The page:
The possibility of bringing genetically modified (GM) purple tomatoes to the gardens and plates of home-growers has moved a crucial step closer, following a decision by United States regulators. Norfolk Plant Sciences Ltd announced a decision by the United States Department of Agriculture (USDA), which means US home-growers may be able to purchase seeds and grow the nutritionally enhanced, high-anthocyanin, purple tomato from (northern) spring 2023.
The USDA Animal and Plant Health Inspection Service (APHIS), “has determined that [Norfolk Plant Sciences’] modified tomato is unlikely to pose an increased plant pest risk relative to its comparator.” According to this decision, the purple tomato is no longer subject to the regulations limiting “Movement of Organisms Modified or Produced through Genetic Engineering.”
NPS is a spinout company from the John Innes Centre and The Sainsbury Laboratory research institutes. It was established by Professors Cathie Martin and Jonathan Jones as the UK’s first GM crop company, with the aim of commercialising their research into plants with enhanced health-giving compounds.
Professor Martin developed the anthocyanin-rich purple tomato in 2008 by engineering a precise genetic “on switch,” derived from an edible flower.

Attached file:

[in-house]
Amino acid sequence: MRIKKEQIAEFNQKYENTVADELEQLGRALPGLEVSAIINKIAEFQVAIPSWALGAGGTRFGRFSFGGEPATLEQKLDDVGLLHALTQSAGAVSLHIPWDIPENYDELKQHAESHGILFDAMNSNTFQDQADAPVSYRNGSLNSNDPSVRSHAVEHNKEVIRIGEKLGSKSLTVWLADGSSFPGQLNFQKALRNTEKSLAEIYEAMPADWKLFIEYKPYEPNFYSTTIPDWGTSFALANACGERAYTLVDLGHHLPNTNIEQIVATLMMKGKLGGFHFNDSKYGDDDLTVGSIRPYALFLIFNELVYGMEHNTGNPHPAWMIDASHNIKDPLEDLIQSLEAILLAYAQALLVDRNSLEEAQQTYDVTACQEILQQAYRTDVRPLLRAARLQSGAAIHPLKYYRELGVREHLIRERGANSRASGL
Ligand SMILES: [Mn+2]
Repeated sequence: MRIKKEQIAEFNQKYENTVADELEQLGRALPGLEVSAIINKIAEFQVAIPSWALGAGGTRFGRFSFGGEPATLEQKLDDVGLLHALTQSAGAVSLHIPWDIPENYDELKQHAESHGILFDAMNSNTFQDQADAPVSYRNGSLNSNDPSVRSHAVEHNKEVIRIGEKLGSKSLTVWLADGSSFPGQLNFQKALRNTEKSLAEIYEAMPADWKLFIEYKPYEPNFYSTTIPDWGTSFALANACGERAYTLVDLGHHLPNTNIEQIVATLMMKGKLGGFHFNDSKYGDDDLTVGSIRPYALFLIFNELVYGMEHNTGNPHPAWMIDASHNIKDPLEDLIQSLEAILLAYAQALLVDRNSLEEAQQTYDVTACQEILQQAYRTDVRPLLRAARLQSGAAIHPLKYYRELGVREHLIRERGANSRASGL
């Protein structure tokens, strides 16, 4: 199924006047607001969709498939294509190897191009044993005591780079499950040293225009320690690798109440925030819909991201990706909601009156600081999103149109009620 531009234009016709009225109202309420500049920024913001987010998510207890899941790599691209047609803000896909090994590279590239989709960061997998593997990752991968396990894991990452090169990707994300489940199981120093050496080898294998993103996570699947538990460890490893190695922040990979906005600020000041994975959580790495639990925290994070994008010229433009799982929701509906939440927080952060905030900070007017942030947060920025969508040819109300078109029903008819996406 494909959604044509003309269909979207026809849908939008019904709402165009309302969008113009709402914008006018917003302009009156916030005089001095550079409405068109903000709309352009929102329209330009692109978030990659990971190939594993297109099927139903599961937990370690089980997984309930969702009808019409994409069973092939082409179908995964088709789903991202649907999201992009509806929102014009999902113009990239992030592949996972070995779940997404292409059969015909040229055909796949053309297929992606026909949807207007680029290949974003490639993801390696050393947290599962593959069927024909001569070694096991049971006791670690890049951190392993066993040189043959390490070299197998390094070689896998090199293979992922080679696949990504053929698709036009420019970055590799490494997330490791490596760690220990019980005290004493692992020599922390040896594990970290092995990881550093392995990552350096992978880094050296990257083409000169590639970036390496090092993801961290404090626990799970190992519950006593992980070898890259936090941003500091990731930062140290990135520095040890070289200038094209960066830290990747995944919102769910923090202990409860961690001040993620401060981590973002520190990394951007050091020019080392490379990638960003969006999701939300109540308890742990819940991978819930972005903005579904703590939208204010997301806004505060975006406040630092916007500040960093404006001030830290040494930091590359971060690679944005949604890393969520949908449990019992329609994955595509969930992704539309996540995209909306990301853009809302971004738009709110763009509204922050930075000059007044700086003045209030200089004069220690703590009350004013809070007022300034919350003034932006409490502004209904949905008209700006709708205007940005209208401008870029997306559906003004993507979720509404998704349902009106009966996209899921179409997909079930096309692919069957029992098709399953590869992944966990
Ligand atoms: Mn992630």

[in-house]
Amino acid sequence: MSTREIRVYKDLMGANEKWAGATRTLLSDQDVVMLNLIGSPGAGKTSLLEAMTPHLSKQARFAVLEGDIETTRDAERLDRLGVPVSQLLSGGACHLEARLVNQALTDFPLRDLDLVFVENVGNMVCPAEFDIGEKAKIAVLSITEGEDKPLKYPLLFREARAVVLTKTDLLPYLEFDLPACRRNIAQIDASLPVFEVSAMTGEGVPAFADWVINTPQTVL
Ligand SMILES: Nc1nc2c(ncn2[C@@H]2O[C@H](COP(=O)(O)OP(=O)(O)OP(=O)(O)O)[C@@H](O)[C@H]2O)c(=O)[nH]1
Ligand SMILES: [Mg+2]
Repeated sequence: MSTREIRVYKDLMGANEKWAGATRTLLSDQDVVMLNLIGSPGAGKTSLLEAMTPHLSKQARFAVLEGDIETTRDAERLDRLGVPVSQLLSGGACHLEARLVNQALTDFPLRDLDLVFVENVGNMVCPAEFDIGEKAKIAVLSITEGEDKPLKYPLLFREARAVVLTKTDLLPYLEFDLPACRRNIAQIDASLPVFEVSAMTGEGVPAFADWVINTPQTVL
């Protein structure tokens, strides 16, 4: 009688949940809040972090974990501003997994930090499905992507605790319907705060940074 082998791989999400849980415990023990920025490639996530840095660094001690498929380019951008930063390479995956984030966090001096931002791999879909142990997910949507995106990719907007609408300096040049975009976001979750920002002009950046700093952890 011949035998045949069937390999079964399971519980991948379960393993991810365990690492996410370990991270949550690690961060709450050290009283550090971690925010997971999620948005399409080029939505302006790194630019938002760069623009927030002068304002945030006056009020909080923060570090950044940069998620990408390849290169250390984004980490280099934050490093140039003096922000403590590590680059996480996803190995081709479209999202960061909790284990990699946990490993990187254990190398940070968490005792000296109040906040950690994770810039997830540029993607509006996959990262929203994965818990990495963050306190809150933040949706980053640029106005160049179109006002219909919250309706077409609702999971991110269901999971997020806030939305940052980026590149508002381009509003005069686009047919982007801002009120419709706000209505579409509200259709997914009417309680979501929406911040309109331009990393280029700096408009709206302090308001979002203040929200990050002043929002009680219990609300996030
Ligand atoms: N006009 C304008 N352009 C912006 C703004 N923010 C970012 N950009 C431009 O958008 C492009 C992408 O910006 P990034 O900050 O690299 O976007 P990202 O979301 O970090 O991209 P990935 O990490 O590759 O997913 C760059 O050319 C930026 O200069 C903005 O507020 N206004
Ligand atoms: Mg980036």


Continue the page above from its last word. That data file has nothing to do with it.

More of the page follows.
“The bittersweet thing is that the tomatoes will be on sale in America and not the UK as well, but the plus side is that by focusing on home growers we will be consumer-oriented, and we will be able to get feedback and interest needed to develop other products.”, she said.
Anthocyanins are antioxidants associated with a host of health benefits and are important to an anti-inflammatory diet. Independent studies show that antioxidants and anthocyanins can reduce incidence of cancer, improve cardiovascular function, and improve health and well-being. Lab studies also suggest these healthy compounds could help alleviate irritable bowel syndrome.
Although purple-skinned tomato varieties exist, they do not accumulate useful levels of these healthy compounds within the fruit flesh.
High anthocyanin levels have also been associated with plant defences against grey mould (Botrytis spp) and a resultant extension of shelf life.